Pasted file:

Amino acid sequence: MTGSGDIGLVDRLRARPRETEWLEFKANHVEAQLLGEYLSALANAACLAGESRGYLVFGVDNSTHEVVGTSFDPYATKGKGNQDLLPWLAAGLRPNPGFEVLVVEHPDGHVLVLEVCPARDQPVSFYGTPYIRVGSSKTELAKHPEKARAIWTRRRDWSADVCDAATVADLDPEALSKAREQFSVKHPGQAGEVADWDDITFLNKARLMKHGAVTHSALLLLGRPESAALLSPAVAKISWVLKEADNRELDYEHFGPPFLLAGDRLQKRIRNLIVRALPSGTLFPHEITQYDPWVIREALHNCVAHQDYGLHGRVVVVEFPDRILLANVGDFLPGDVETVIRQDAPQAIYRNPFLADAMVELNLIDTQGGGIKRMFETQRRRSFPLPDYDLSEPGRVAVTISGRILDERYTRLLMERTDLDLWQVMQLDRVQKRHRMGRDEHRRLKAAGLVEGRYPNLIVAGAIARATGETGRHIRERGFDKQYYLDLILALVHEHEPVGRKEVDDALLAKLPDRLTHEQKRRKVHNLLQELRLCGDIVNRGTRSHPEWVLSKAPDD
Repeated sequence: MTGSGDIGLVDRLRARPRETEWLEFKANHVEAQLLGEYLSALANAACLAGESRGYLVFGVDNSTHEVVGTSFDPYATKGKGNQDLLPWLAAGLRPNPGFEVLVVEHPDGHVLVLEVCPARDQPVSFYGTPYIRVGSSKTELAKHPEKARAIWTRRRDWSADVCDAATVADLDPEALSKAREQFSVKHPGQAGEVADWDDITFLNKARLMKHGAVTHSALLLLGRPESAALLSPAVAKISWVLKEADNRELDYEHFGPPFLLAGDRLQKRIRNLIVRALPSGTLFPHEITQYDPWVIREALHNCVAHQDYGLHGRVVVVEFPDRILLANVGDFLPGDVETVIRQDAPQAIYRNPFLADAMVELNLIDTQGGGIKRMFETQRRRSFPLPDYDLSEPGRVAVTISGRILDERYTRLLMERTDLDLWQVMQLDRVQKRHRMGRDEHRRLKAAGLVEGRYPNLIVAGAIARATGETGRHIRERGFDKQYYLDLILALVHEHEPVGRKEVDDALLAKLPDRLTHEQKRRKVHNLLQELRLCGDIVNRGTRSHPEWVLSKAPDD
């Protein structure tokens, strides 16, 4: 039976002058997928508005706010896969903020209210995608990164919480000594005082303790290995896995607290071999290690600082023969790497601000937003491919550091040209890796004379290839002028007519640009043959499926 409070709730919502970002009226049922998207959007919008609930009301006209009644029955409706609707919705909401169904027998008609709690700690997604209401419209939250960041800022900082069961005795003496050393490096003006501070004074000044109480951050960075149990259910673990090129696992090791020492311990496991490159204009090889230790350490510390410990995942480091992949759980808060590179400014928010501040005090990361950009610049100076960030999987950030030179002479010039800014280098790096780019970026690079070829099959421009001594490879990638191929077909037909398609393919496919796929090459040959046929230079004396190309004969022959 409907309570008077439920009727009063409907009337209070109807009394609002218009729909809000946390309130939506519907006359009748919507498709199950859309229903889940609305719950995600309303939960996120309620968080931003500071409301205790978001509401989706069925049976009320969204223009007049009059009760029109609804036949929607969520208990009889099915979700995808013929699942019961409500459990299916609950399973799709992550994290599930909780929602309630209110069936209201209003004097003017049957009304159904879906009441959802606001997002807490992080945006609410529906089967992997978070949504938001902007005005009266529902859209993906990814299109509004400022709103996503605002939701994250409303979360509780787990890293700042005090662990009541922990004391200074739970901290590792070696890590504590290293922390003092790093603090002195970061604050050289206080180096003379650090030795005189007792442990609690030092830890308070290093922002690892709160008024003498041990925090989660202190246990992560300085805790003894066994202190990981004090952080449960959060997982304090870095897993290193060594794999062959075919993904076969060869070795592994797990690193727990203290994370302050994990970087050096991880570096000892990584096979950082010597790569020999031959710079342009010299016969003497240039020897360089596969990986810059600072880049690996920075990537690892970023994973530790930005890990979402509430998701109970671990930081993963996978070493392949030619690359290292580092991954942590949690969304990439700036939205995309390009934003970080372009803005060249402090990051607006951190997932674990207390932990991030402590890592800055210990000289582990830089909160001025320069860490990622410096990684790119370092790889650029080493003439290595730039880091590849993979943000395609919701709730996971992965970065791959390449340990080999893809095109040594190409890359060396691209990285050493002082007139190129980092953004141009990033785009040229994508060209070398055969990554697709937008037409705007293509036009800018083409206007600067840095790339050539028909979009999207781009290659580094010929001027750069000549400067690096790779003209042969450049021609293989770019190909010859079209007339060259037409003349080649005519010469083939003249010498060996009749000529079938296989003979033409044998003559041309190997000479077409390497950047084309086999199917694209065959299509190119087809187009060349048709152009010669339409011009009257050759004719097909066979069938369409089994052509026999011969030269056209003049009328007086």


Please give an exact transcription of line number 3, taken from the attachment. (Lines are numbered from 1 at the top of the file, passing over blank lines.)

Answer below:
């Protein structure tokens, strides 16, 4: 039976002058997928508005706010896969903020209210995608990164919480000594005082303790290995896995607290071999290690600082023969790497601000937003491919550091040209890796004379290839002028007519640009043959499926 409070709730919502970002009226049922998207959007919008609930009301006209009644029955409706609707919705909401169904027998008609709690700690997604209401419209939250960041800022900082069961005795003496050393490096003006501070004074000044109480951050960075149990259910673990090129696992090791020492311990496991490159204009090889230790350490510390410990995942480091992949759980808060590179400014928010501040005090990361950009610049100076960030999987950030030179002479010039800014280098790096780019970026690079070829099959421009001594490879990638191929077909037909398609393919496919796929090459040959046929230079004396190309004969022959 409907309570008077439920009727009063409907009337209070109807009394609002218009729909809000946390309130939506519907006359009748919507498709199950859309229903889940609305719950995600309303939960996120309620968080931003500071409301205790978001509401989706069925049976009320969204223009007049009059009760029109609804036949929607969520208990009889099915979700995808013929699942019961409500459990299916609950399973799709992550994290599930909780929602309630209110069936209201209003004097003017049957009304159904879906009441959802606001997002807490992080945006609410529906089967992997978070949504938001902007005005009266529902859209993906990814299109509004400022709103996503605002939701994250409303979360509780787990890293700042005090662990009541922990004391200074739970901290590792070696890590504590290293922390003092790093603090002195970061604050050289206080180096003379650090030795005189007792442990609690030092830890308070290093922002690892709160008024003498041990925090989660202190246990992560300085805790003894066994202190990981004090952080449960959060997982304090870095897993290193060594794999062959075919993904076969060869070795592994797990690193727990203290994370302050994990970087050096991880570096000892990584096979950082010597790569020999031959710079342009010299016969003497240039020897360089596969990986810059600072880049690996920075990537690892970023994973530790930005890990979402509430998701109970671990930081993963996978070493392949030619690359290292580092991954942590949690969304990439700036939205995309390009934003970080372009803005060249402090990051607006951190997932674990207390932990991030402590890592800055210990000289582990830089909160001025320069860490990622410096990684790119370092790889650029080493003439290595730039880091590849993979943000395609919701709730996971992965970065791959390449340990080999893809095109040594190409890359060396691209990285050493002082007139190129980092953004141009990033785009040229994508060209070398055969990554697709937008037409705007293509036009800018083409206007600067840095790339050539028909979009999207781009290659580094010929001027750069000549400067690096790779003209042969450049021609293989770019190909010859079209007339060259037409003349080649005519010469083939003249010498060996009749000529079938296989003979033409044998003559041309190997000479077409390497950047084309086999199917694209065959299509190119087809187009060349048709152009010669339409011009009257050759004719097909066979069938369409089994052509026999011969030269056209003049009328007086």